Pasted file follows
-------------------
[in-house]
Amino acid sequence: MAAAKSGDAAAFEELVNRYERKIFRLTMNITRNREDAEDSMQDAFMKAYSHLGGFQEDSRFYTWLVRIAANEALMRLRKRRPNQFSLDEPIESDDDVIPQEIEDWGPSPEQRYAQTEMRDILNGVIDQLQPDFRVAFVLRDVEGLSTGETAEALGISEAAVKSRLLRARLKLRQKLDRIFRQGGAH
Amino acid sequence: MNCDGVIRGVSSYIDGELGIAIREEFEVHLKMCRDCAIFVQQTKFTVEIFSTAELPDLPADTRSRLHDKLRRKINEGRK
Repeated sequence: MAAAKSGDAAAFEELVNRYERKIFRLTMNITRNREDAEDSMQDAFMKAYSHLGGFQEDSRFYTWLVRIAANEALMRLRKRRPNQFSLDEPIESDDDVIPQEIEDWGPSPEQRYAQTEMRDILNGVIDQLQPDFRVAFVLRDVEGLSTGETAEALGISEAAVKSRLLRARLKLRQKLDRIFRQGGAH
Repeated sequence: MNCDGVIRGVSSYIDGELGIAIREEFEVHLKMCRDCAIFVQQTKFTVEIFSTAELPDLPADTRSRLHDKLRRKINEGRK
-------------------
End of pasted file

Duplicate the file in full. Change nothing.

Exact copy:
[in-house]
Amino acid sequence: MAAAKSGDAAAFEELVNRYERKIFRLTMNITRNREDAEDSMQDAFMKAYSHLGGFQEDSRFYTWLVRIAANEALMRLRKRRPNQFSLDEPIESDDDVIPQEIEDWGPSPEQRYAQTEMRDILNGVIDQLQPDFRVAFVLRDVEGLSTGETAEALGISEAAVKSRLLRARLKLRQKLDRIFRQGGAH
Amino acid sequence: MNCDGVIRGVSSYIDGELGIAIREEFEVHLKMCRDCAIFVQQTKFTVEIFSTAELPDLPADTRSRLHDKLRRKINEGRK
Repeated sequence: MAAAKSGDAAAFEELVNRYERKIFRLTMNITRNREDAEDSMQDAFMKAYSHLGGFQEDSRFYTWLVRIAANEALMRLRKRRPNQFSLDEPIESDDDVIPQEIEDWGPSPEQRYAQTEMRDILNGVIDQLQPDFRVAFVLRDVEGLSTGETAEALGISEAAVKSRLLRARLKLRQKLDRIFRQGGAH
Repeated sequence: MNCDGVIRGVSSYIDGELGIAIREEFEVHLKMCRDCAIFVQQTKFTVEIFSTAELPDLPADTRSRLHDKLRRKINEGRK